There are several advantages to the "photos with locations" method in education and beyond.  First, the photos are stored in ArcGIS Online, so there is no need to use Flickr or other photo sharing tools, which, as I have documented here on GeoNet, frequently present challenges.  Second, the resulting layer is a feature layer, rather than simply points being stored in a map, and so has some powerful functionality--you can bring the layer into ArcGIS Pro, ArcGIS Insights, or Community Analyst, to perform additional analysis on it. In my case, bringing the layer into a 3D scene is especially appropriate, as shown below.  You can also use it in a storymap.  Third, the popups are automatically configured.  You can of course add additional information to the popup.  Fourth, maybe the best part of all, the whole process takes mere minutes from the zipping to the mapping.  

Photos with locations 3D scene

3D Scene of the photos with locations layer.

Consider using these techniques to map something of interest to you and your students.  It could be places where you test water quality, litter, invasive species, types of clouds, street signs, types of cafes, recycling bins, places of concern in your community (such as broken sidewalks or dangerous intersections), or something else entirely. 

And there is more to come!  In the new map viewer, popups have been improved in many ways, as explained here. See the improvements already in the beta release, below, you will notice a decent sized thumbnail for every one of my points without any custom code or manual insertion of URLs.  The default popup mode is "list", which shows a tiny thumbnail, but if you use attachments > and uncheck "show as list", the images convert to a "gallery" mode, shown here.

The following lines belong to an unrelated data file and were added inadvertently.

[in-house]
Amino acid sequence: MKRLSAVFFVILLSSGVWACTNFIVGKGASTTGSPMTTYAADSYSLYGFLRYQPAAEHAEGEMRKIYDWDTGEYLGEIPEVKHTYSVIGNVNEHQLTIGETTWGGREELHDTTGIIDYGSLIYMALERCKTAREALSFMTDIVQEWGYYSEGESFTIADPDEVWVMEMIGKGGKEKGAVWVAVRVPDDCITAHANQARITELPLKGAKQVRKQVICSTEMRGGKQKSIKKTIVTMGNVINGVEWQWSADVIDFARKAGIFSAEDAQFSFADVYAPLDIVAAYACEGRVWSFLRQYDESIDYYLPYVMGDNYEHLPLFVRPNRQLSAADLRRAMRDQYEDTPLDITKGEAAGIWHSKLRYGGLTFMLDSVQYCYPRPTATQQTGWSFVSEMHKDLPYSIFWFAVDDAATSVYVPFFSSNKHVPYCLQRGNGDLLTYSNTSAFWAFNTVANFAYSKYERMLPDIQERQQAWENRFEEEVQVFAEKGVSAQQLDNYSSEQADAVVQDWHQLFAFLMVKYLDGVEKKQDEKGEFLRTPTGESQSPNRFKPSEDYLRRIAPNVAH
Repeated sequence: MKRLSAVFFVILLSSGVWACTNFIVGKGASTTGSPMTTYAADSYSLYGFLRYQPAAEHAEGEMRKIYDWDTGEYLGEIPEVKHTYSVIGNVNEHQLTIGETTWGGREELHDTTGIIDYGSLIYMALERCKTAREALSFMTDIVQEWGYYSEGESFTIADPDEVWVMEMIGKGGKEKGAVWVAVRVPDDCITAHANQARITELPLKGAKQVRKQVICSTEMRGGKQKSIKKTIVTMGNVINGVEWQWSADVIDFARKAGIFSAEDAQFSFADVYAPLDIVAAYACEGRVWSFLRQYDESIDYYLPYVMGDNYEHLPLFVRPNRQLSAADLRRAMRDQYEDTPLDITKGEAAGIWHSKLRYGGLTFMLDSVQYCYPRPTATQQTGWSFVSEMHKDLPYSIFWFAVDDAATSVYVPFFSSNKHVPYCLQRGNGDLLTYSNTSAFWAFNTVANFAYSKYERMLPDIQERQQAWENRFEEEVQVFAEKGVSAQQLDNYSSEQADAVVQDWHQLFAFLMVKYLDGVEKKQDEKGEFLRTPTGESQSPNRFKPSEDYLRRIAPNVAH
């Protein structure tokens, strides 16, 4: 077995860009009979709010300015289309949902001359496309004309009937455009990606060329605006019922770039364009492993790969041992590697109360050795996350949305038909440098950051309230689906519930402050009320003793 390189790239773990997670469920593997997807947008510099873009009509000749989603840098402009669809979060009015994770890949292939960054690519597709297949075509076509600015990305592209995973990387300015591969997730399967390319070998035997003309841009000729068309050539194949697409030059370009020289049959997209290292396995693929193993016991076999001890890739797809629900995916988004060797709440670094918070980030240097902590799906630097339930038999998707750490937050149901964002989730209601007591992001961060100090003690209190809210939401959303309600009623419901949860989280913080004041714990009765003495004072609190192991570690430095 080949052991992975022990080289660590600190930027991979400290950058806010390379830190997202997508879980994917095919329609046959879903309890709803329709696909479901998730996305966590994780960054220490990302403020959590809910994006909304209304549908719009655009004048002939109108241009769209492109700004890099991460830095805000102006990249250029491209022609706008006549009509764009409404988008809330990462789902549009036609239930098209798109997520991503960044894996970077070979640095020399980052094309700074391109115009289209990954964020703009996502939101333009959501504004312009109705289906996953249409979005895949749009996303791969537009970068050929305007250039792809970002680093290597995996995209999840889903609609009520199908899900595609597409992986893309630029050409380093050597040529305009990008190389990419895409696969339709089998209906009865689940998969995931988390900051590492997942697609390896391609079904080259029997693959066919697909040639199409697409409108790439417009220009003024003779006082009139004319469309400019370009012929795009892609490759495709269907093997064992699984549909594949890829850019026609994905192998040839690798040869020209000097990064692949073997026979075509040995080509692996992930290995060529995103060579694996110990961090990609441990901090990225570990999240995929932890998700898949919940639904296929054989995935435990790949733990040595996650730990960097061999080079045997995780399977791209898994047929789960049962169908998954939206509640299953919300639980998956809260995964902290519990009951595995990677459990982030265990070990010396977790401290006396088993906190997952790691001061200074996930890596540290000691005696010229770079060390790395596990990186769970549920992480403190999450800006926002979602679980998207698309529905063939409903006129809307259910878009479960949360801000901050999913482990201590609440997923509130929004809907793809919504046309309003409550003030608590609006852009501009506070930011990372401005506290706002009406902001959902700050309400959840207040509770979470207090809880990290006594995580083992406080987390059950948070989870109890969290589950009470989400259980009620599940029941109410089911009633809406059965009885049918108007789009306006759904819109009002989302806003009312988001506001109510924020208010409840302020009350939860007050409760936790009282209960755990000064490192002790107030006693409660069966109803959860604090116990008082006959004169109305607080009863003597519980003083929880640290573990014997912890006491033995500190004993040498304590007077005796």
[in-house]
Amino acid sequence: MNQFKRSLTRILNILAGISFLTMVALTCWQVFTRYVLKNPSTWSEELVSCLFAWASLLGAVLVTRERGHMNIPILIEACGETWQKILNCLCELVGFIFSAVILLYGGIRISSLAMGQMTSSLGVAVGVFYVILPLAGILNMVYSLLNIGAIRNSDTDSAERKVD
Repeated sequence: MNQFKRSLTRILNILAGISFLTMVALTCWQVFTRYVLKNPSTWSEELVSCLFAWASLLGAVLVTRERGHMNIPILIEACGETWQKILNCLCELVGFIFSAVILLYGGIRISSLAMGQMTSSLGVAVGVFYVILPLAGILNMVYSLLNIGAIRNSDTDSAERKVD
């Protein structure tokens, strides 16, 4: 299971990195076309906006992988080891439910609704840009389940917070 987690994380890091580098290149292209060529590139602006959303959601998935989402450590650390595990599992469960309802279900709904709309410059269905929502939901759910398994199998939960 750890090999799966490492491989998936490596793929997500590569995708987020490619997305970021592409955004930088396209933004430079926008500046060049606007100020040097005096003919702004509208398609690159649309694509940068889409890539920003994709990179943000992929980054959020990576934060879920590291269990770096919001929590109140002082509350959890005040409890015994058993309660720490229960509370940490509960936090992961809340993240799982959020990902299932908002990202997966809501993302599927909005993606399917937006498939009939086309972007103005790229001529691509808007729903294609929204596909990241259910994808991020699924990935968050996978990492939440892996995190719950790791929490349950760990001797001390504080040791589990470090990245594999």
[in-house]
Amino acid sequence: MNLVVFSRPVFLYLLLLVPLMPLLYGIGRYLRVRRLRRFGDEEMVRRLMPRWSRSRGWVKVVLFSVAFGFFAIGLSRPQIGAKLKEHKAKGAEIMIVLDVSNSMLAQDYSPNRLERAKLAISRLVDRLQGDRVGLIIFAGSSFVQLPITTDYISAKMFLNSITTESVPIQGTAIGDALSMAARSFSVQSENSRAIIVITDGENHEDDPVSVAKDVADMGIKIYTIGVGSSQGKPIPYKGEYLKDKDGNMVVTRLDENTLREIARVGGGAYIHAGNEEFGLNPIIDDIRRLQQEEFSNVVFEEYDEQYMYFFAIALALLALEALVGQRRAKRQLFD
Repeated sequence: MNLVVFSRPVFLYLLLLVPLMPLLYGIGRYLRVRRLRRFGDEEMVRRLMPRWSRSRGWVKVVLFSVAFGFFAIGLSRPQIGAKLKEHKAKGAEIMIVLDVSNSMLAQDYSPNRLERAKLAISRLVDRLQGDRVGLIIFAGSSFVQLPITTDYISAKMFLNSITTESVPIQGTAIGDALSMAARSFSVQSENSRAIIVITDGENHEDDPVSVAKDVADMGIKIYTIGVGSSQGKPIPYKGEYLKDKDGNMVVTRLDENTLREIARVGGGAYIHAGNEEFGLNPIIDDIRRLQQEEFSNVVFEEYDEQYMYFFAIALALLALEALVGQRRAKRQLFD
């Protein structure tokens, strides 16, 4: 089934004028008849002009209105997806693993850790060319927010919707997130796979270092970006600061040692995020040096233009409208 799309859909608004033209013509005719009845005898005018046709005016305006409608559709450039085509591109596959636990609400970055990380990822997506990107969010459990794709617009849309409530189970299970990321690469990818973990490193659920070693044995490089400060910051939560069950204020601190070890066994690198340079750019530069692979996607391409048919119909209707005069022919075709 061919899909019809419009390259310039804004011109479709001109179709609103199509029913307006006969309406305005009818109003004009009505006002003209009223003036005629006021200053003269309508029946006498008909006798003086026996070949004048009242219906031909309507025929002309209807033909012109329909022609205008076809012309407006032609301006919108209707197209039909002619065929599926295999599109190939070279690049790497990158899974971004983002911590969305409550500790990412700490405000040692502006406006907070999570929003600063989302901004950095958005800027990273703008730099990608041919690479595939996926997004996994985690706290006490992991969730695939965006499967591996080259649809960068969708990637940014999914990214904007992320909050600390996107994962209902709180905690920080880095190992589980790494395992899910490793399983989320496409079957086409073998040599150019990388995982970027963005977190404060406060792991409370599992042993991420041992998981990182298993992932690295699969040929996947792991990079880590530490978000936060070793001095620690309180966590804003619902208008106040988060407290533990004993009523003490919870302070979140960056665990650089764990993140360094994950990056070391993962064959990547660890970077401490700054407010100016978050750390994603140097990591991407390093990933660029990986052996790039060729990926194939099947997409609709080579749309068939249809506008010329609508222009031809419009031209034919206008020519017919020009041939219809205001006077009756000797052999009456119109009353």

Photos with locations in Map Viewer beta

Images in popups as shown in the new ArcGIS Online Map Viewer. 

 Photos with locations sample image

Ah! Now go out there, do some fieldwork, take your own photos, and start mapping and analyzing them!

About the Author
I believe that spatial thinking can transform education and society through the application of Geographic Information Systems for instruction, research, administration, and policy. I hold 3 degrees in Geography, have served at NOAA, the US Census Bureau, and USGS as a cartographer and geographer, and teach a variety of F2F (Face to Face) (including T3G) and online courses. I have authored a variety of books and textbooks about the environment, STEM, GIS, and education. These include "Interpreting Our World", "Essentials of the Environment", "Tribal GIS", "The GIS Guide to Public Domain Data", "International Perspectives on Teaching and Learning with GIS In Secondary Education", "Spatial Mathematics" and others. I write for 2 blogs, 2 monthly podcasts, and a variety of journals, and have created over 5,000 videos on the Our Earth YouTube channel. Yet, as time passes, the more I realize my own limitations and that this is a lifelong learning endeavor and thus I actively seek mentors and collaborators.